As Kiyosaki points out, people who “blindly follow” the advice above often end up as employees (“making their bosses and owners rich”), debtors (“making banks and money lenders rich”), taxpayers (“making the government rich”), and consumers (“making many other businesses rich”) The people following this advice are making everyone else rich but themselves! “They work all their lives minding everyone else’s.”

To break out of this, you must move into the “B” and “I” quadrants. Move from the employee to the employer. How do you do this? Start a business. Offer a product or service. To enter the “I” quadrant as an investor, learn about finance and investing. Buy stocks or bonds that generate income. Or buy an existing franchise! Don’t work at McDonald’s, own one. It may seem like a leap, but as Kiyosaki will repeat over and over, it’s about financial education. Don’t grow other people’s businesses, grow your own.

#4. Assets and Liabilities

Find any YouTube interview with Kiyosaki (or read any of his books) and I guarantee you will hear him mention these two things. “An asset,” he likes to say, “puts money into my pocket. A liability takes money out of my pocket.” He punctuates this always by stating “your home is NOT an asset!” The mindset is that buying a home with a large mortgage is an asset — this is archaic thinking — because the mortgage interest is tax deductible. But you still have the monthly mortgage payment. And property taxes. And Private Mortgage Insurance (PMI) if you put down under 20%. Plus you have renovations and repairs. But a home becomes an asset when your rent it. The rent brings in monthly income. The repairs and renovations become tax deductible as business expenses.

Thinking more about these two things really changed my focus on spending money. When I spend money now, I think “is it an asset or a liability?” “Will it make my money or cost me money?” I get excited when I buy a new stock or more shares of a stock I already own. They’re going to go to work for me and make money. I had to buy a new car not long ago and groaned about the new liability — but if I use it to Uber or Amazon Flex, now it’s an asset because it puts money in my pocket. The gas I use and tires I purchase are now business expenses.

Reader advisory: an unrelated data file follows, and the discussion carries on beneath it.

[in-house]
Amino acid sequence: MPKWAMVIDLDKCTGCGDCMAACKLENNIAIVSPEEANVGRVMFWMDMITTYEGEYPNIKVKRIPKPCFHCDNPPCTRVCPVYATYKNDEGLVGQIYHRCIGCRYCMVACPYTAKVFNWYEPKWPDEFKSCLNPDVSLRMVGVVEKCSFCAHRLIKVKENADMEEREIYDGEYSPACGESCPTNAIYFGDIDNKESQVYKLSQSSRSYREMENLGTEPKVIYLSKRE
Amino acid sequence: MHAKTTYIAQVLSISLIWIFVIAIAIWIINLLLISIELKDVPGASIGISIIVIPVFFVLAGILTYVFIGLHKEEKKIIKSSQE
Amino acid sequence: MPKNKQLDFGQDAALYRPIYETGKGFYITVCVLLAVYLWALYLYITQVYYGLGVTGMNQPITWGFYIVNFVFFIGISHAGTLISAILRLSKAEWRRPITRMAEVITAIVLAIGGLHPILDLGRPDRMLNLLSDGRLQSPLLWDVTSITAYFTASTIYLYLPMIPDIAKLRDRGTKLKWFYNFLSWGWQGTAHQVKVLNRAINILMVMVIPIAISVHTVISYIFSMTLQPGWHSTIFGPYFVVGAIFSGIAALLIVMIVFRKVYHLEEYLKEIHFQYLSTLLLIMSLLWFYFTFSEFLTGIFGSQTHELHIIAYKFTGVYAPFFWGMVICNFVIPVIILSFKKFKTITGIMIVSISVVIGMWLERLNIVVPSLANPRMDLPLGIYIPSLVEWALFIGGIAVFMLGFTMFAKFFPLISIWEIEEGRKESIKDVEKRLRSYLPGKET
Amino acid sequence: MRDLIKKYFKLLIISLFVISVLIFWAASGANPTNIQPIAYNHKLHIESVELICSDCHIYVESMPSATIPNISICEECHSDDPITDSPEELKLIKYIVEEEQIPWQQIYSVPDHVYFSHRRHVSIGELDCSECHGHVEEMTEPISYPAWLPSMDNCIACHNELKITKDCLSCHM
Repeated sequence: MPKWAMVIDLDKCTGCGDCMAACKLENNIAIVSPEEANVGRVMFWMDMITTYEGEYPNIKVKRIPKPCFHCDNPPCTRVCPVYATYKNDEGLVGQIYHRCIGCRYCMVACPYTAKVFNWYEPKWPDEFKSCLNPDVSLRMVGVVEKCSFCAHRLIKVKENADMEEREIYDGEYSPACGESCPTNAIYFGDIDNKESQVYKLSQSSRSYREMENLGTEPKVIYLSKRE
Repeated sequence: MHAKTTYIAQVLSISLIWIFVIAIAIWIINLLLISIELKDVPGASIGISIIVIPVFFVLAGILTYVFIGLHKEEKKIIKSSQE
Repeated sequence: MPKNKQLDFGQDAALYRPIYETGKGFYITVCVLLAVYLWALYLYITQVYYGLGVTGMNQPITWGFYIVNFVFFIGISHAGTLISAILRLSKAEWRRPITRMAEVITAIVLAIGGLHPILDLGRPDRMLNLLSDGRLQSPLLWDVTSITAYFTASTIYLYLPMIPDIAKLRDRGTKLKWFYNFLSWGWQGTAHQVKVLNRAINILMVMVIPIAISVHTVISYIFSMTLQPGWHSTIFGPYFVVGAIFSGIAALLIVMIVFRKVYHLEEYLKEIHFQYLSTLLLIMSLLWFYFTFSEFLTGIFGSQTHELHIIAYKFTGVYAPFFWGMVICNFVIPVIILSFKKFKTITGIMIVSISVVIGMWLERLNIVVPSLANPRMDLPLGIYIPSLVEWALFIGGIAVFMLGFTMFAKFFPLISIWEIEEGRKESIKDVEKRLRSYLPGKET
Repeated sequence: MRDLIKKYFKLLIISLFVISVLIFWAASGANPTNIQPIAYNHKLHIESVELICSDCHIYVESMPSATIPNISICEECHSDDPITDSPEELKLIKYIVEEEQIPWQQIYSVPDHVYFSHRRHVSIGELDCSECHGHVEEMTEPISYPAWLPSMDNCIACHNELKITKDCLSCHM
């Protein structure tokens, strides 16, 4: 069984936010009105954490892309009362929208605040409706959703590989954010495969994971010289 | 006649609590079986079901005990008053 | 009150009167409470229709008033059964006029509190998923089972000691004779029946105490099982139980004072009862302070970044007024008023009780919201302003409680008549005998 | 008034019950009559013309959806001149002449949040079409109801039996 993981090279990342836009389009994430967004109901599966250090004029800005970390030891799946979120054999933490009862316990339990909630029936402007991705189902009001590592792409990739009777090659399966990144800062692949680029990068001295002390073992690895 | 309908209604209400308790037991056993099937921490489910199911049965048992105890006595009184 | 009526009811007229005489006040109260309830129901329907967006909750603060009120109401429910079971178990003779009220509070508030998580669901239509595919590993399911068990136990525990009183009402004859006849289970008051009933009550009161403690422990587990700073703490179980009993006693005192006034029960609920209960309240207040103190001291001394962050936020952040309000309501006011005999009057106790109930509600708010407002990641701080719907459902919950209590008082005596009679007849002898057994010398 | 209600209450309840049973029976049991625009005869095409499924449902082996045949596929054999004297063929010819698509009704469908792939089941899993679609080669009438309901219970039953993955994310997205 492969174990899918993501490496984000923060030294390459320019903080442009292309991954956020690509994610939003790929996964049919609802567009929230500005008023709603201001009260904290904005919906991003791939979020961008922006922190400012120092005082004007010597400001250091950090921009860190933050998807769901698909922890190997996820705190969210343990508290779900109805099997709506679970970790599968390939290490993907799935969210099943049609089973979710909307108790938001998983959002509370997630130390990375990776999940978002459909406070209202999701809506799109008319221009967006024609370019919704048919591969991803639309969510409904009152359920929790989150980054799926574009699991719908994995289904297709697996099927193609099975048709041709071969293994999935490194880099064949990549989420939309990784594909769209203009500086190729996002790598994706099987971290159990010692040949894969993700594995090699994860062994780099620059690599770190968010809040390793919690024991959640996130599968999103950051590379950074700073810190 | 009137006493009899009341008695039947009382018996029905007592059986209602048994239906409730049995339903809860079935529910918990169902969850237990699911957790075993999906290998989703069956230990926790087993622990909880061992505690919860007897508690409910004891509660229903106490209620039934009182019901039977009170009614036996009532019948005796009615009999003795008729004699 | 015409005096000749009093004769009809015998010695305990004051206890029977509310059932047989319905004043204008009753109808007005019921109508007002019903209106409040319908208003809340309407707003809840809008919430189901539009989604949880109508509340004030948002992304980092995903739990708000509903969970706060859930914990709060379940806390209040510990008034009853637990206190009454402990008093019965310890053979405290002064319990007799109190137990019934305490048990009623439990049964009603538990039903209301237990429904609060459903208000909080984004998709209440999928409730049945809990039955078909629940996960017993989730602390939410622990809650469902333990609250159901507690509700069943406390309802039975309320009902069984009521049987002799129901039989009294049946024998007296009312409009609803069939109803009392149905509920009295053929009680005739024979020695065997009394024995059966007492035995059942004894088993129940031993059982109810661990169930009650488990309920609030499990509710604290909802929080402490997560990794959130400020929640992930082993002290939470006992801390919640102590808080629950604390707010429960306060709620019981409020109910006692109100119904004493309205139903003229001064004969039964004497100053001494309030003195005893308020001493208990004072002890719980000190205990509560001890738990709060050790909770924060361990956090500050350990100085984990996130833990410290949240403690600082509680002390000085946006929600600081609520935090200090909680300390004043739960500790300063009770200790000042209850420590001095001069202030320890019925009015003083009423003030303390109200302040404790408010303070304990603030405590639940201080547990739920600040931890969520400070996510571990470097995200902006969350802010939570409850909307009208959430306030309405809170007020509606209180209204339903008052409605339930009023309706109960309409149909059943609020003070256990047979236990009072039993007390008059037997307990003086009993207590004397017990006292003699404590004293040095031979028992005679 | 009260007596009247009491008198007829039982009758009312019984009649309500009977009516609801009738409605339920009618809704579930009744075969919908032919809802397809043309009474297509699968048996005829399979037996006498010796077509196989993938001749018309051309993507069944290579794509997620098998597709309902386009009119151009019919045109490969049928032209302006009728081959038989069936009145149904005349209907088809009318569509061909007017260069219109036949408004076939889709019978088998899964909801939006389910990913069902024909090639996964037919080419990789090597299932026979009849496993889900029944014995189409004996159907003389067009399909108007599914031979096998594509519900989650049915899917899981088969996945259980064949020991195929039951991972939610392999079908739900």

Assets and liabilities are as core to wealth as supply and demand.

#5. Other People’s Time and Money

“OPT” and “OPM” as Kiyosaki calls them are “found on the right side of the quadrant.” A “B” Business Owner and “I” investor become wealthy using other people’s time and money. It sounds sinister, but think it through. If you’re an employee, you have a job because someone built a business around an idea or product. Your paycheck is the direct result of someone else’s time and money. Put yourself on the other side of the equation: by putting in the time and money to start a business, you begin to earn back both at the expense of someone else’s who works for you.

The “I” quadrant is the most unique. In the “I”, Kiyosaki says “money works for you.” This is why I love investing so much. If I buy shares of Coca-Cola, the company is doing the work for me. The stock may increase in value, making me money. Then, every quarter, they pay me money in the form of a dividend. I don’t work for Coca-Cola. I don’t attend any meetings or drive anywhere. I don’t even get a paycheck from them. I get increased asset (there’s that word again!) value and a dividend. Best of all, I still have all of my time to dedicate to something else (or nothing, if I chose).

Kiyosaki: “A few years ago, I read this article that said most rich people received 70% of their income from investments, or the “I” quadrant, and less than 30% from wages, or the “E” quadrant. And if they were an “E”, chances were that they were employees of their own corporation.”

I have barely scratched the surface of Cashflow Quadrant with this post. It was one of the earliest books I read when I wanted to change my thinking on finances and wealth and it had one of the greatest impacts. It pulled back the curtain. It shook me out of a sleepwalking daze of going to work day in and day out, collecting a paycheck that was heavily taxed and withheld. It put me on the path to financial freedom. I cannot recommend it enough! To help you on your own personal wealth journey, I added a link to buy a copy below by clicking on the cover or here.